New project management articles published on the web during the week of September 28 – October 4. We give you a high-level view so you can read what interests you. Recommended:
Peter Gray summarizes the declining emotional maturity and resilience among college students, manifesting as an inability to handle setbacks and an escalating demand for services.
Esther Derby recently reflected on best practices for Agile, and selected seven to share with us. Note: these aren’t just Agile practices, but approaches to problem-solving.
Lisa McLeod analyzes the Volkswagen emission spoofing scandal, as a proactive deception driven by the CEO’s goals for the company, rather than adding customer value. Established Methods
Todd Williams points out the pitfalls in organizational change management.
Philip Smith notes that that hard part, in these times of rapid change, is making change “stick.”
Allen Ruddock argues that the key to a successful project is communicating to the stakeholders what’s at stake for them – “What’s in it for me?”
Harry Hall lists nine ways to start a new project, in order to avoid being behind at the point of 15% completion.
Dhan Wa says we’re in the midst of a generational change in the practice of project management.
Bruce Harpham explains how to grow your internal network, and why you should.
Vivek Prakash reports on how the team that translated the PMBOK 5 th Edition into Hindi set ground rules for handling disagreement, to meet their project schedule.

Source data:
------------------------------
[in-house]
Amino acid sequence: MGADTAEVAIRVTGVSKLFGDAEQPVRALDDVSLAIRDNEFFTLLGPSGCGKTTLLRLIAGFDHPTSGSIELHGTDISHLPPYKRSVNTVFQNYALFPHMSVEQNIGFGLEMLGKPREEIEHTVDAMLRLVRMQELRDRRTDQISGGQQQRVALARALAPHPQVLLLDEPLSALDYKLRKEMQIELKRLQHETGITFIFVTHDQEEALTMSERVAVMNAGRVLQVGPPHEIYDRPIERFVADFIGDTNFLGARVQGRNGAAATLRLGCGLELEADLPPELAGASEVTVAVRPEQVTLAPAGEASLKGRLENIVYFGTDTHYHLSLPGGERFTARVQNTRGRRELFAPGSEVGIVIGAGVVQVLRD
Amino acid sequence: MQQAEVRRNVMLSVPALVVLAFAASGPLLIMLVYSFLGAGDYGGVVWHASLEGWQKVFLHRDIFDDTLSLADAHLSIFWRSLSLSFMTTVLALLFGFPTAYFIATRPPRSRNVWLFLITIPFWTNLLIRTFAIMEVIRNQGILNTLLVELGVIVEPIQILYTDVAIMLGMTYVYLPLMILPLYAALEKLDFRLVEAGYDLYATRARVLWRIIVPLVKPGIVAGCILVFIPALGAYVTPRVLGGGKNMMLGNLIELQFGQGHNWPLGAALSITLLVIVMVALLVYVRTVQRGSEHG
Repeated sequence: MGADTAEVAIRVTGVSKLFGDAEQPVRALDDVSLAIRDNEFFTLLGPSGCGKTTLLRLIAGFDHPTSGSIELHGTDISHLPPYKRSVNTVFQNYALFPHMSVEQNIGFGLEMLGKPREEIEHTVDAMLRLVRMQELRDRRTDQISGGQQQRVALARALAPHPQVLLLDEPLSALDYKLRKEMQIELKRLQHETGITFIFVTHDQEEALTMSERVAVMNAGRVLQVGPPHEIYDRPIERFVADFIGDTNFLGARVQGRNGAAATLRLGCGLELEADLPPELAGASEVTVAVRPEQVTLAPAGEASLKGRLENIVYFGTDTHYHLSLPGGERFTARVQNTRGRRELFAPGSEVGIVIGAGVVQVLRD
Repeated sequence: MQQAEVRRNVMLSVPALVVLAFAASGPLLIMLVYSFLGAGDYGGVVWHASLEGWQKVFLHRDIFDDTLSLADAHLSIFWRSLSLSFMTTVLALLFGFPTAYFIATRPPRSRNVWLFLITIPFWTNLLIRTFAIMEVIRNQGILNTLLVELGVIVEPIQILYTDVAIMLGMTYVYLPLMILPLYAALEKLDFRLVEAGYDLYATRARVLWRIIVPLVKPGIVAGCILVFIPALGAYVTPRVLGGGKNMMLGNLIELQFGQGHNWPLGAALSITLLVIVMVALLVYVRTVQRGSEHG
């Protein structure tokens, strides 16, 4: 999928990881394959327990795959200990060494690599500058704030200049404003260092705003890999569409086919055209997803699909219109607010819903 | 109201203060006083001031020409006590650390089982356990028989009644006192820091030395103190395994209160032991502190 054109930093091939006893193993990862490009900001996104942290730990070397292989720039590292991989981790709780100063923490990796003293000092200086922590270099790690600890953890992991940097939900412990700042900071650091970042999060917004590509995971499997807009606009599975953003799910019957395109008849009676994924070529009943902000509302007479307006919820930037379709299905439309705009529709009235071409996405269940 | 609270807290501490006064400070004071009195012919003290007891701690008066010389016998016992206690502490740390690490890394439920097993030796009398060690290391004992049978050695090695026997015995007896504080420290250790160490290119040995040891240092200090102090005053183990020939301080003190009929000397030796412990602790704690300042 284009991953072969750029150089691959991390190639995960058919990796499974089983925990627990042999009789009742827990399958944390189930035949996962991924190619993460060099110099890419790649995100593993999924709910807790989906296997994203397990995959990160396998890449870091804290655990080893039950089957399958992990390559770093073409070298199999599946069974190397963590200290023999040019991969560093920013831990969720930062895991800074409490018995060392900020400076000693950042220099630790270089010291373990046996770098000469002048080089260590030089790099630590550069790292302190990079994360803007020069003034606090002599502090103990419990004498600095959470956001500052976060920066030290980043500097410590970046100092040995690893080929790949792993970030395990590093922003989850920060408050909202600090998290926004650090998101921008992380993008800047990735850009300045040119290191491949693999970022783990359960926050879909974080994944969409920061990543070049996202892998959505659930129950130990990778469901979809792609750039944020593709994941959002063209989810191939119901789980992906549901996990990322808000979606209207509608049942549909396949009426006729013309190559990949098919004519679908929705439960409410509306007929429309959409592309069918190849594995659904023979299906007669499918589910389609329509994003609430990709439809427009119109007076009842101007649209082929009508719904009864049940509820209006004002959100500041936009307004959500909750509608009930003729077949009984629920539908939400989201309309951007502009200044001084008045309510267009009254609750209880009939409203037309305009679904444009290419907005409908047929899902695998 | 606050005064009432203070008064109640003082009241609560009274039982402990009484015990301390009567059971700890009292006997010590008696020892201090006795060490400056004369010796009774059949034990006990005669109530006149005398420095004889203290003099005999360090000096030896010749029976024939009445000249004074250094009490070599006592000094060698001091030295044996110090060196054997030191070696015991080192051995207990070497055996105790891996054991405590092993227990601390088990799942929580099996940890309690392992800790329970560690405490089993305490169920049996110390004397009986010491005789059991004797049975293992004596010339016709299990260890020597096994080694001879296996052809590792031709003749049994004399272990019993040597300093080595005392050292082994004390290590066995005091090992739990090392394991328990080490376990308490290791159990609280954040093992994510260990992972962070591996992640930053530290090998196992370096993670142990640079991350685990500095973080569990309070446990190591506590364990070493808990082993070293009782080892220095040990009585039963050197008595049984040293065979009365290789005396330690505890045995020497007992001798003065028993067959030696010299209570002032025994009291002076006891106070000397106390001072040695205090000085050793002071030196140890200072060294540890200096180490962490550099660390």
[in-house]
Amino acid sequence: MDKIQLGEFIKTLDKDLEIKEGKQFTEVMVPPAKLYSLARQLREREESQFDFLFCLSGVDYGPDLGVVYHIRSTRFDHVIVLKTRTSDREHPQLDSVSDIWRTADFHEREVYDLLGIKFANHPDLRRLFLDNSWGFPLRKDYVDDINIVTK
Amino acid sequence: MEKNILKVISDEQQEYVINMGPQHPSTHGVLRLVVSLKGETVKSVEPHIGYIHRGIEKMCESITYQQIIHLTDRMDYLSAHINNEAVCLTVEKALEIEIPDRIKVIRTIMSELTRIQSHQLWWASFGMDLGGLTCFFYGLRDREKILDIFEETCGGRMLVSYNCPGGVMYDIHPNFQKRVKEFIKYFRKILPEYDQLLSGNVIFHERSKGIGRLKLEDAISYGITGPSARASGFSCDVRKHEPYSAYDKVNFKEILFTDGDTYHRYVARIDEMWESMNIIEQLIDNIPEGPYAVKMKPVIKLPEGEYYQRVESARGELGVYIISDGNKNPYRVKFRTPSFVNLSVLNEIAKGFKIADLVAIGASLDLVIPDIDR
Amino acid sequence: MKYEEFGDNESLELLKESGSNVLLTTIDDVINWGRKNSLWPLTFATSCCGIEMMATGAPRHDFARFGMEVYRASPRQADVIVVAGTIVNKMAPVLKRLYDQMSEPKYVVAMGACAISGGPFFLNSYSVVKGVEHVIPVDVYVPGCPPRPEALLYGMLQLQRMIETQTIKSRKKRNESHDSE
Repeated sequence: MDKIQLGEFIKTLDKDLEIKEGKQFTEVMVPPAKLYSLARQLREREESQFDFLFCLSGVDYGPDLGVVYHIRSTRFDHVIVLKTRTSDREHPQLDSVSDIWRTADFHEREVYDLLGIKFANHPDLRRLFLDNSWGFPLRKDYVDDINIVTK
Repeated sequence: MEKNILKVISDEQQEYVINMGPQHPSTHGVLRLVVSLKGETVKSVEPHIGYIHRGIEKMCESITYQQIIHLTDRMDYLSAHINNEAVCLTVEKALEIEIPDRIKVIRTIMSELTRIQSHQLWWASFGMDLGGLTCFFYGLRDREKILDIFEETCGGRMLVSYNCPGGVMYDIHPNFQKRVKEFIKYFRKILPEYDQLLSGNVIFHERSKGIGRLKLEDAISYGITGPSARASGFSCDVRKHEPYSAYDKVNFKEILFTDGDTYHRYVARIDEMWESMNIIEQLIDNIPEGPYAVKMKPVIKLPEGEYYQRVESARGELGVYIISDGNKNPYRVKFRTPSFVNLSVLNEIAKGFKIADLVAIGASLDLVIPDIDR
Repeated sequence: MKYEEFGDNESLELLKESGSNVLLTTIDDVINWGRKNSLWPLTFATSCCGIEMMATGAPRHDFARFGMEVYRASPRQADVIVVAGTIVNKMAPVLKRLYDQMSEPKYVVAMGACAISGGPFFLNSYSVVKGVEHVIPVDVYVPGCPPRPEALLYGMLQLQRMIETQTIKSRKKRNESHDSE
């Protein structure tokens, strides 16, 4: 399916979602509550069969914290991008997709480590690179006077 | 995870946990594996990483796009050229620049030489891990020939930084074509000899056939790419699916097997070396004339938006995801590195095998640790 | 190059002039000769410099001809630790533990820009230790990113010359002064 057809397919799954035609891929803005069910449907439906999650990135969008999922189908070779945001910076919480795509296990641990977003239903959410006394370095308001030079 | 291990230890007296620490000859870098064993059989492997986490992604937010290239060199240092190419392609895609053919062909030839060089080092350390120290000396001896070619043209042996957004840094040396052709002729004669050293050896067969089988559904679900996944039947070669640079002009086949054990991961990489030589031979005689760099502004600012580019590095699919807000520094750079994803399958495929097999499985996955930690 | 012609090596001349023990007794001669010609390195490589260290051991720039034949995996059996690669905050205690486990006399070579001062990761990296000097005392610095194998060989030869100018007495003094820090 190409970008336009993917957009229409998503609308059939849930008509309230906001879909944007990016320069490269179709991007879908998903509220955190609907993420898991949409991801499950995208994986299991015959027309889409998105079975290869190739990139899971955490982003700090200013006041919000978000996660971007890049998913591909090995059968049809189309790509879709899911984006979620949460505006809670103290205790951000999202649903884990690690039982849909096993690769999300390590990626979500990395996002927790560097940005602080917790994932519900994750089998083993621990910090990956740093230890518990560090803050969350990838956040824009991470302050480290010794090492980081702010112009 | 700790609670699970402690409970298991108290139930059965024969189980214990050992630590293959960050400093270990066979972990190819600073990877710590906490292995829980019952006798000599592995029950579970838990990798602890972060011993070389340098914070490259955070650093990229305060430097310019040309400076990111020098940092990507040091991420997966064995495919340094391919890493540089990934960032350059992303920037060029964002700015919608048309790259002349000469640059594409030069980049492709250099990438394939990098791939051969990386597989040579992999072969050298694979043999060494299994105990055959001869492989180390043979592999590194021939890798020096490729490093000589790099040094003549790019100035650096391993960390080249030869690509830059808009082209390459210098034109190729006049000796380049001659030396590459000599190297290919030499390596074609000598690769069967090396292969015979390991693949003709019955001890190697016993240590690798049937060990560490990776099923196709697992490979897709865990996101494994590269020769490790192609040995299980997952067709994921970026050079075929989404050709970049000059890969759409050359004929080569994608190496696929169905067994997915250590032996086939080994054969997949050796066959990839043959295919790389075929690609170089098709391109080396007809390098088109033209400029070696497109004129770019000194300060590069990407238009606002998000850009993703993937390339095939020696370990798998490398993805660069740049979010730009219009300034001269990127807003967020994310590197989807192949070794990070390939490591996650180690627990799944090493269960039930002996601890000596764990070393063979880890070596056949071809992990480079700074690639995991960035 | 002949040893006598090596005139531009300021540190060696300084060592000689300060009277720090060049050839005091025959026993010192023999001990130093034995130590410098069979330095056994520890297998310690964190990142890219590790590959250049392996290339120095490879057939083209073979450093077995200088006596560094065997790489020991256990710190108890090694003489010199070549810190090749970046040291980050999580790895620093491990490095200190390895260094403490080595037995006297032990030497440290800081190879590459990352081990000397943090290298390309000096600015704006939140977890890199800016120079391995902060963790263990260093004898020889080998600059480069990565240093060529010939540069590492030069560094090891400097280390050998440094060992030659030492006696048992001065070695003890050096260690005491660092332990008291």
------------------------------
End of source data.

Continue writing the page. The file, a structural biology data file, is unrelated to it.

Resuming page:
Glen Alleman explores the unmyths of project duration estimating.
Rich Maltzman makes the link between assumptions and risks, and then trots out an example from fish biology to illustrate his point.
John Goodpasture identifies some of the crucial innovations that arose from the American Civil War and World War II. Agile Methods
Gil Broza gives us the “why” of working in iterations.
Mike Cohn wants to see the Scrum coaches and trainers shift their thinking, to grow the community rather than solidify their market share.
Jaap Dekkinga lists six levels of “doneness” that should be considered in Agile planning.
Jenny Brown notes some of the organizational challenges that can inhibit the adoption of Lean / Six Sigma methods. Applied Leadership
Peter Saddington does a review of recent research into leadership and employee engagement, and finds evidence that we should be leading from the heart.
Art Petty reports on the lessons he learned from delivering two leadership workshops for the Alabama Jail Association. Leading in dangerous situations amplifies success and failure.
Tom McFarlin shares his professional approach to dealing with business relationships gone sour. Podcasts and Videos
Elizabeth Harrin addresses questions about online project management training and the level of difficulty of the PMP exam. Just three minutes, safe for work.
Alena Kuzniatsova recommends a video from the Agile2015 Conference: a panel discussion on adopting Agile methods. Just over an hour, safe for work.
Jesse Fewell shares two brief videos, on #NoEstimates and virtual collaboration. A total of 13 minutes, safe for work.
Elise Stevens interviews Amany Nuseibeh on the need for project managers to live the PMI Code of Ethics. Just 17 minutes, safe for work.
Ruairi O’Donnellan shares a funny short video on eliminating risk. Less than two minutes, and safe for work as long as you use the enclosed stand.
Posted in PM Articles |